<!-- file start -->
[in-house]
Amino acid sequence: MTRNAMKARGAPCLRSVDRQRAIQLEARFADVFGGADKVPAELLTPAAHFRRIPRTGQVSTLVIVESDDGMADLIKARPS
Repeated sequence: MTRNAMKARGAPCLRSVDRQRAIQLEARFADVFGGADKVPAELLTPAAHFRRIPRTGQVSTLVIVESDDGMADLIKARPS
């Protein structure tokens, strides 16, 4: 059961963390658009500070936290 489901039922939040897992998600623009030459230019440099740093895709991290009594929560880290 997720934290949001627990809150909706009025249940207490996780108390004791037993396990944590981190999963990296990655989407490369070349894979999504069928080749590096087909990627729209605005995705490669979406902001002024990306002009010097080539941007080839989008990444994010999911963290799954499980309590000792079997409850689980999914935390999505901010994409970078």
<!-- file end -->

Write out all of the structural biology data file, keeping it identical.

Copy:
[in-house]
Amino acid sequence: MTRNAMKARGAPCLRSVDRQRAIQLEARFADVFGGADKVPAELLTPAAHFRRIPRTGQVSTLVIVESDDGMADLIKARPS
Repeated sequence: MTRNAMKARGAPCLRSVDRQRAIQLEARFADVFGGADKVPAELLTPAAHFRRIPRTGQVSTLVIVESDDGMADLIKARPS
């Protein structure tokens, strides 16, 4: 059961963390658009500070936290 489901039922939040897992998600623009030459230019440099740093895709991290009594929560880290 997720934290949001627990809150909706009025249940207490996780108390004791037993396990944590981190999963990296990655989407490369070349894979999504069928080749590096087909990627729209605005995705490669979406902001002024990306002009010097080539941007080839989008990444994010999911963290799954499980309590000792079997409850689980999914935390999505901010994409970078």